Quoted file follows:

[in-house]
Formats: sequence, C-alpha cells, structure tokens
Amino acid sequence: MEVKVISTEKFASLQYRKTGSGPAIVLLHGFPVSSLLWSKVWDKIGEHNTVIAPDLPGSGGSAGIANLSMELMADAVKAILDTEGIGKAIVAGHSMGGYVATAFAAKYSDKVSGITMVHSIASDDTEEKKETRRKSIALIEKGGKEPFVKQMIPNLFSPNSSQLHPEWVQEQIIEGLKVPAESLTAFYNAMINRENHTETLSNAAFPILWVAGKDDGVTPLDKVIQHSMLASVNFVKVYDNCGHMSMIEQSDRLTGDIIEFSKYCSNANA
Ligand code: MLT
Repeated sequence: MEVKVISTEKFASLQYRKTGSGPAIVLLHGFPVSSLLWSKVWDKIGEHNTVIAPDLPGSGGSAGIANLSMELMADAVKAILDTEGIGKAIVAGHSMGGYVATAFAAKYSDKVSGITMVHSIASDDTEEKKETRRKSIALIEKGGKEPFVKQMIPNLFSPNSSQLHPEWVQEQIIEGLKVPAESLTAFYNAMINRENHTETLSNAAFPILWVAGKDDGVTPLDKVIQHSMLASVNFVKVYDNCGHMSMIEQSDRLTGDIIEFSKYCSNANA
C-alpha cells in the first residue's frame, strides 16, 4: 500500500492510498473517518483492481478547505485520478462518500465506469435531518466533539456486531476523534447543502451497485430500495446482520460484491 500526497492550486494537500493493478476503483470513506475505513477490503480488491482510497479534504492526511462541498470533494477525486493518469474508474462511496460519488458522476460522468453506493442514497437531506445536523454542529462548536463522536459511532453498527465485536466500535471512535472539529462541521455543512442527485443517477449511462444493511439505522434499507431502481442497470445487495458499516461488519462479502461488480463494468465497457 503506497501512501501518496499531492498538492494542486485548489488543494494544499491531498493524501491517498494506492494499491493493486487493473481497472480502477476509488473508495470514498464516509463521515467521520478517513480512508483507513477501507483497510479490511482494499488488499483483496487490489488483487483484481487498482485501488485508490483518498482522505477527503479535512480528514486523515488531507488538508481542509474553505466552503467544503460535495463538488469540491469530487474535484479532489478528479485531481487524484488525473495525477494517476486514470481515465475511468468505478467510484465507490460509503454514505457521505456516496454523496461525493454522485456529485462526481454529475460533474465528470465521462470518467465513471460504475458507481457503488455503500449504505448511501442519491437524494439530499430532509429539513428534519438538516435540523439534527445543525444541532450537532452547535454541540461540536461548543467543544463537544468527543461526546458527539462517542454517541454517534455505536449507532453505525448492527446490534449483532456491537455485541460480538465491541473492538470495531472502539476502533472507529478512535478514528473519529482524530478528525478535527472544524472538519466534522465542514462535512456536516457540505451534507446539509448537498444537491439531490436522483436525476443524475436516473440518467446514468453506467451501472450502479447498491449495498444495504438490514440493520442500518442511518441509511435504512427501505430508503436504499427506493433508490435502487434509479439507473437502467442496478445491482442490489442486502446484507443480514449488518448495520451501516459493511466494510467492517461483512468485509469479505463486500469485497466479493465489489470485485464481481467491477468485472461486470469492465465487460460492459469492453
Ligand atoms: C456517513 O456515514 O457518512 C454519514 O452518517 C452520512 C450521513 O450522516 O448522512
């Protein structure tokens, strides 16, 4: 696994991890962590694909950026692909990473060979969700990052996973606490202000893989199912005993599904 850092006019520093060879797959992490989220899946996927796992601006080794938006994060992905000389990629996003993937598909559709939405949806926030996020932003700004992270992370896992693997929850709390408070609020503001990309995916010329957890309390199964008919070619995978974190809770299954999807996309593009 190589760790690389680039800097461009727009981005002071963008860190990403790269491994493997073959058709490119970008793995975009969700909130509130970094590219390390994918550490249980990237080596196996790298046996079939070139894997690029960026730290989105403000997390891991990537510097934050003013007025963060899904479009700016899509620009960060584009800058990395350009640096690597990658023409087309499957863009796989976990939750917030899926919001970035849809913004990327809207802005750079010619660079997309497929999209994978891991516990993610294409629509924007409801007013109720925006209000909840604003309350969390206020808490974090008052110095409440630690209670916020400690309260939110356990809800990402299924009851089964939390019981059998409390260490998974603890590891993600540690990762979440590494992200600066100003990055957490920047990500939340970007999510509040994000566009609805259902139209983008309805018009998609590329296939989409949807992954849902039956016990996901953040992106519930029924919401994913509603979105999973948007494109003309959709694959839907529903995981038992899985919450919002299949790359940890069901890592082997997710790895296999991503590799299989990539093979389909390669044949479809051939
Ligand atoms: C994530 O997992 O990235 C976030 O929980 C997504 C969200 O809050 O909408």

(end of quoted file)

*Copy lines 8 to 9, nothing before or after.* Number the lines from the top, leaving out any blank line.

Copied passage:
């Protein structure tokens, strides 16, 4: 696994991890962590694909950026692909990473060979969700990052996973606490202000893989199912005993599904 850092006019520093060879797959992490989220899946996927796992601006080794938006994060992905000389990629996003993937598909559709939405949806926030996020932003700004992270992370896992693997929850709390408070609020503001990309995916010329957890309390199964008919070619995978974190809770299954999807996309593009 190589760790690389680039800097461009727009981005002071963008860190990403790269491994493997073959058709490119970008793995975009969700909130509130970094590219390390994918550490249980990237080596196996790298046996079939070139894997690029960026730290989105403000997390891991990537510097934050003013007025963060899904479009700016899509620009960060584009800058990395350009640096690597990658023409087309499957863009796989976990939750917030899926919001970035849809913004990327809207802005750079010619660079997309497929999209994978891991516990993610294409629509924007409801007013109720925006209000909840604003309350969390206020808490974090008052110095409440630690209670916020400690309260939110356990809800990402299924009851089964939390019981059998409390260490998974603890590891993600540690990762979440590494992200600066100003990055957490920047990500939340970007999510509040994000566009609805259902139209983008309805018009998609590329296939989409949807992954849902039956016990996901953040992106519930029924919401994913509603979105999973948007494109003309959709694959839907529903995981038992899985919450919002299949790359940890069901890592082997997710790895296999991503590799299989990539093979389909390669044949479809051939
Ligand atoms: C994530 O997992 O990235 C976030 O929980 C997504 C969200 O809050 O909408």